“That’s the problem we’re stuck with. It’s that time sensitive.”
By Jason Hancock, Missouri Independent
Whether or not Missourians will vote this November on legalizing recreational marijuana could be determined next week.
Cole County Circuit Court Judge Cotton Walker faces a September 13 deadline to rule in a lawsuit seeking to block the marijuana initiative petition from the ballot.
The lawsuit, which was filed last month, argues the petition changes multiple sections of the Missouri Constitution in violation of single-subject rules and that its backers did not secure the minimum number of signatures to warrant its inclusion on the November ballot.
During a brief hearing on Thursday, lawyers representing the plaintiffs, the state and the marijuana campaign all agreed time is running out for the court to make a decision.
“That’s the problem we’re stuck with,” Marc Ellinger, attorney for Legal Missouri 2022, the campaign behind the initiative petition. “It’s that time sensitive.”
The lawsuit was filed on behalf of Joy Sweeney, a Jefferson City resident, who also serves as the deputy director of training, technical assistance and community outreach for Community Anti-Drug Coalitions of America, a group of community coalitions that aim to prevent substance use and abuse.
Protect Our Kids PAC, a Colorado-based super PAC launched earlier this year that opposes the legalization of drugs, is helping support the lawsuit.
Taylor White, the attorney representing Sweeney, said he will be meeting with the Missouri secretary of state’s office Thursday afternoon to look over records regarding the signature verification process.
That portion of the lawsuit’s challenge would be the most time consuming, Ellinger said, and could require days of the court’s time.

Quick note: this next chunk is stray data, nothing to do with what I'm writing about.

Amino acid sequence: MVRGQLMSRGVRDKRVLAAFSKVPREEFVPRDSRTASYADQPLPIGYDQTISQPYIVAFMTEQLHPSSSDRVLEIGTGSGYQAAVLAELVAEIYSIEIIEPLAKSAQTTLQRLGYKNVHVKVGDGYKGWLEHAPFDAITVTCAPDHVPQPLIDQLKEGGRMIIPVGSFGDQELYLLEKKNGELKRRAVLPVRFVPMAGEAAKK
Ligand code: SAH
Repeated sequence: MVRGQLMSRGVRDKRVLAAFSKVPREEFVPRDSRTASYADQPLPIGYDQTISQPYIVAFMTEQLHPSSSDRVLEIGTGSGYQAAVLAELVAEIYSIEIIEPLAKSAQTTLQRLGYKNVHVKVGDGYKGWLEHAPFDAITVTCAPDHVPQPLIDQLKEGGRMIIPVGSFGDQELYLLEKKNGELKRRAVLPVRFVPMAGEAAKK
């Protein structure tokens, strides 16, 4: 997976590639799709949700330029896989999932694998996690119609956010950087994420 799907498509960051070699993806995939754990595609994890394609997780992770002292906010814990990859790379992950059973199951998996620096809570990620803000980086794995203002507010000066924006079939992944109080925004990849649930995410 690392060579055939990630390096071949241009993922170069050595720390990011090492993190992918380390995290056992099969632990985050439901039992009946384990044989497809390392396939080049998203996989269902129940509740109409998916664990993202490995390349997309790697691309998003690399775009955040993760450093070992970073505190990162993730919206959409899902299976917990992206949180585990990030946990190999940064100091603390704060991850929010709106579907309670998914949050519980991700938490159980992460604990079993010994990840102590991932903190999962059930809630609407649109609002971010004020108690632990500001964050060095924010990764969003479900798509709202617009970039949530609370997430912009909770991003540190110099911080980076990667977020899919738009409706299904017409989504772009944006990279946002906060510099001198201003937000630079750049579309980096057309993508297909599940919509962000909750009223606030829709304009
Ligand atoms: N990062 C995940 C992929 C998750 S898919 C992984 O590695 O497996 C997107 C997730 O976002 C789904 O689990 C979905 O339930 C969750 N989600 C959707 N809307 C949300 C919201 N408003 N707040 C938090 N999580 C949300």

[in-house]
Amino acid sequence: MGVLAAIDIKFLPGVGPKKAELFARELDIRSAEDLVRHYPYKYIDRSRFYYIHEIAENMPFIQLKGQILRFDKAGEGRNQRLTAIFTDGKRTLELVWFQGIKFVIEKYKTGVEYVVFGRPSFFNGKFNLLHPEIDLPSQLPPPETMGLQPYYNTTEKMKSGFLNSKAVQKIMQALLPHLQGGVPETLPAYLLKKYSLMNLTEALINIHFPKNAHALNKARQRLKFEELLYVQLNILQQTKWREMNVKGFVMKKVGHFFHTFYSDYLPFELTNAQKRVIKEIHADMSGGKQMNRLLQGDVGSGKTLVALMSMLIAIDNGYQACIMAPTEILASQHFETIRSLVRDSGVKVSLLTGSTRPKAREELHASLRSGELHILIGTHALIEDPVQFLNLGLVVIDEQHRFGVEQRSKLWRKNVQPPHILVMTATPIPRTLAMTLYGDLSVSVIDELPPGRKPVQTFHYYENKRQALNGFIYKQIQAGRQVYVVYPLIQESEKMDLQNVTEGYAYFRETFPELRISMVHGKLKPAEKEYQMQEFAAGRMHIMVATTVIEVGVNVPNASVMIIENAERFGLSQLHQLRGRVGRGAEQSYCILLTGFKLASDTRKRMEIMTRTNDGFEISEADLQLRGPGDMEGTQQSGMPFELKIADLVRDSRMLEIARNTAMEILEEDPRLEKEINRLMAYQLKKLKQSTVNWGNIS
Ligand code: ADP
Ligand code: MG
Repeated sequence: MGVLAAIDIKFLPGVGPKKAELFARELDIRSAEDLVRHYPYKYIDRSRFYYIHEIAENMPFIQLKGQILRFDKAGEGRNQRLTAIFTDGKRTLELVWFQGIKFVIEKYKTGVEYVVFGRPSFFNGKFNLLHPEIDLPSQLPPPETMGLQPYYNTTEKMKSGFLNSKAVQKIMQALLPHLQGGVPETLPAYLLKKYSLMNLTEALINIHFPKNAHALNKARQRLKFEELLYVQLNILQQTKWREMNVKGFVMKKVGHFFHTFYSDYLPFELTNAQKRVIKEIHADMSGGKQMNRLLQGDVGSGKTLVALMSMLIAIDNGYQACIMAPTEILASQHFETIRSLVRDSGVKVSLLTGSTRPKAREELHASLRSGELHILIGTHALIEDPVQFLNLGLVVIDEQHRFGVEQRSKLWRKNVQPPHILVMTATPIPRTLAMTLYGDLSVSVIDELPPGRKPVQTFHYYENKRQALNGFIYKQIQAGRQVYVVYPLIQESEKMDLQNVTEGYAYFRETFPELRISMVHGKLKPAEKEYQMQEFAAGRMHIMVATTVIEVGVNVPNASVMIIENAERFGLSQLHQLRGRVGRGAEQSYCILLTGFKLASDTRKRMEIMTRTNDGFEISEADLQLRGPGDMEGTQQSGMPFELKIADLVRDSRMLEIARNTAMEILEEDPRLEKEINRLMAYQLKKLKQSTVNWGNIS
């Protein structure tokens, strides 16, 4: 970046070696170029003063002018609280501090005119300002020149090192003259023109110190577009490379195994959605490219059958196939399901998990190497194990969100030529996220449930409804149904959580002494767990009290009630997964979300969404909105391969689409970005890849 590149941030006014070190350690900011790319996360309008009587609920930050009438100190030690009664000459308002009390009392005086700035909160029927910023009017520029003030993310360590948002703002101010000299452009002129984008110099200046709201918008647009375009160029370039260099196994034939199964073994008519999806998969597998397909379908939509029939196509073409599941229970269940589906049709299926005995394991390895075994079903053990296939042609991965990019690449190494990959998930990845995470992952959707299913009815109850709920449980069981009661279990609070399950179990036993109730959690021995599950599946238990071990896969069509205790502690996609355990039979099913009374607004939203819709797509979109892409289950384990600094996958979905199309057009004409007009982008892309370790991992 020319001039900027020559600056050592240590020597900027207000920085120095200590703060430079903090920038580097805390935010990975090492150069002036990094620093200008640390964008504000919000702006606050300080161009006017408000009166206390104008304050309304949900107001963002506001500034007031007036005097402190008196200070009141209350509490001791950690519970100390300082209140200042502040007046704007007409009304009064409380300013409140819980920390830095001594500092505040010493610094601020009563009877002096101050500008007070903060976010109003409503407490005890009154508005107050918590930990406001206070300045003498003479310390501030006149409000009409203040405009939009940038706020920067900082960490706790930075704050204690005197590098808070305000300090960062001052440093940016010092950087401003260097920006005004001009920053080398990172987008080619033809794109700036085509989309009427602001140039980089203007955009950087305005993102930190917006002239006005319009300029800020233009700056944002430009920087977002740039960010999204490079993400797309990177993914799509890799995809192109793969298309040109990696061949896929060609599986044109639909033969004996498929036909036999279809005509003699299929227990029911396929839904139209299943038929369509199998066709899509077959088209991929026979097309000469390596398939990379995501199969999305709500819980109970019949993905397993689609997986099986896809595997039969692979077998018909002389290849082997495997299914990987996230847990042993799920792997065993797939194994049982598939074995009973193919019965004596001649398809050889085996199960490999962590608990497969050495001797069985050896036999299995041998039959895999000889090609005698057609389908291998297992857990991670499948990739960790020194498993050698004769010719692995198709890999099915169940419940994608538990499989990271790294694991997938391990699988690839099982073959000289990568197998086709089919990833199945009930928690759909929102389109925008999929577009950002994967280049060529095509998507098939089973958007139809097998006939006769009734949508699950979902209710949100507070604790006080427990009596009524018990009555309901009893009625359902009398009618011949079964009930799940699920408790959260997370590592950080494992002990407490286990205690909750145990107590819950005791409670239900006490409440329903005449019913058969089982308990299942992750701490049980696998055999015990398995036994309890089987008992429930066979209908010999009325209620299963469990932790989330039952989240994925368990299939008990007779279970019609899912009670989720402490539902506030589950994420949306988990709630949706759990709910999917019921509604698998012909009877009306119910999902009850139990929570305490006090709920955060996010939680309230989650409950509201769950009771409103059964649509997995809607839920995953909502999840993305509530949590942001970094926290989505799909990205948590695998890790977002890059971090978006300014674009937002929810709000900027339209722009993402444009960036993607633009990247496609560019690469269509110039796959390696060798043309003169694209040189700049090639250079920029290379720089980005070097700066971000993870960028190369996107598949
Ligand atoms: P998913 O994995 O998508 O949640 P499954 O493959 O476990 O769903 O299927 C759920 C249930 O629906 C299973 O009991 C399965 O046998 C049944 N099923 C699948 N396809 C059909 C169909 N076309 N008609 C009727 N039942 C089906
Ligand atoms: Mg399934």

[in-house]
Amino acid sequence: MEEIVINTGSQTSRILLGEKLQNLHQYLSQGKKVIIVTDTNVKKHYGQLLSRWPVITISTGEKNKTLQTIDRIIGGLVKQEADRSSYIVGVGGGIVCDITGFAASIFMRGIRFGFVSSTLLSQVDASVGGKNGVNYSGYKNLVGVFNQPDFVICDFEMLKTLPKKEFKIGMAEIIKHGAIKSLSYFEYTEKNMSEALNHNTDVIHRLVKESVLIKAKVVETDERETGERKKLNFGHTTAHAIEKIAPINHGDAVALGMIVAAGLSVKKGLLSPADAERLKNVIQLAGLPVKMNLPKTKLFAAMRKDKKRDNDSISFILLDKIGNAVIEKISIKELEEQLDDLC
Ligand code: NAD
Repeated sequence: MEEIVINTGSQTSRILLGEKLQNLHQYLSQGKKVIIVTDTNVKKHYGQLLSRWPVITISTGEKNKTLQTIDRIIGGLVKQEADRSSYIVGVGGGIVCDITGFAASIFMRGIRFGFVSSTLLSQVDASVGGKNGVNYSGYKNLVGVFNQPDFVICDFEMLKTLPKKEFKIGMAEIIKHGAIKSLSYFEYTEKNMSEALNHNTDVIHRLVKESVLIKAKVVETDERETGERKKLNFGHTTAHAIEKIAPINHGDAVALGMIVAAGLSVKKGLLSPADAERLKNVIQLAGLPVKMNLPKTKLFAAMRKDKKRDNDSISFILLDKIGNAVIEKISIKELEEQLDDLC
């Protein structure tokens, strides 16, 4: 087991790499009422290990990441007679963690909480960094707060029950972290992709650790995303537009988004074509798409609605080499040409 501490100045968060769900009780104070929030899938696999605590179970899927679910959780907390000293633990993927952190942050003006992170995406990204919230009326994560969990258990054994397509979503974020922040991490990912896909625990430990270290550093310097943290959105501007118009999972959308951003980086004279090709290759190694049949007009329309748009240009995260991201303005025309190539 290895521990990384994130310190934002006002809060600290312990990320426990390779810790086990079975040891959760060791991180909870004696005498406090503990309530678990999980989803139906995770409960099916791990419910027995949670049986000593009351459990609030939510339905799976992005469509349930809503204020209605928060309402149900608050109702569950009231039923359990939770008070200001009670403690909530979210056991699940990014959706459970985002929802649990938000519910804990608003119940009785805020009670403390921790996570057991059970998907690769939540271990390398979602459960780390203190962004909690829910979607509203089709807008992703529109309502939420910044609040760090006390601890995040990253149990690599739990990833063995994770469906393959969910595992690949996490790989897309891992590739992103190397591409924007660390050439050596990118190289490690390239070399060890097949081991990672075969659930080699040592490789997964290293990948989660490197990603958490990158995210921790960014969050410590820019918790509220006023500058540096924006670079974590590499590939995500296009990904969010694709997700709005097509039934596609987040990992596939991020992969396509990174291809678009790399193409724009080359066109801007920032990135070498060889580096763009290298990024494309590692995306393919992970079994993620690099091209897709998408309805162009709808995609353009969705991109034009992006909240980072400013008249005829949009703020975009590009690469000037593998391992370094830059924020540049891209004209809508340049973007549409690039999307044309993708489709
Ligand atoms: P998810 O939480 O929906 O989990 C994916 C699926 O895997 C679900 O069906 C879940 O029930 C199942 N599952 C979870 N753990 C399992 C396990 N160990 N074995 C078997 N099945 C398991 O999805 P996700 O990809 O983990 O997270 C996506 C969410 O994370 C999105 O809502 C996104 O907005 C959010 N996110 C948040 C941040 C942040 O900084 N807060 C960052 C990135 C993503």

With that in mind, Walker suggested a trial on the issue next week over the course of four days. That would also allow time for either side to appeal any ruling.
Last month, Missouri Secretary of State Jay Ashcroft (R) certified that the marijuana petition collected the required number of signatures and would appear on the November ballot as Amendment 3.
This surprised many longtime observers of the initiative petition process, as unofficial tallies from local election authorities showed the marijuana petition falling short in two congressional districts.
The lawsuit asserts that Ashcroft “certified and counted signatures that were marked through by the local election authorities and, absent this action, the marijuana initiative petition would not have had a sufficient number of valid signatures in six of eight congressional districts.”
Ashcroft has not publicly explained the specific process that was utilized to overrule the local election authorities, but has maintained his office followed the law and fulfilled its statutory duty.
“There is a component of the legal challenge that could present some facts depending on how the secretary of state went about verifying signatures that have been invalidated by the local election authorities,” White said Thursday. “Certainly there’s the question of whether or not the secretary of state had the statutory authority to do so. But there could become a question of how reasonable are the actions of the secretary of state even if the secretary of state had the authority.”
In order to qualify for the ballot, proposed constitutional amendments need to gather enough registered voters’ signatures to equal 8 percent of the vote from the 2020 gubernatorial election in each of six of the state’s eight congressional districts.
Unofficial tabulations last month showed the Legal Missouri campaign 2,275 signatures short of that threshold. But after the campaign initiated a review by the secretary of state’s office—a move that surprised longtime observers of the petition process—it had a surplus of signatures that qualified it for the ballot.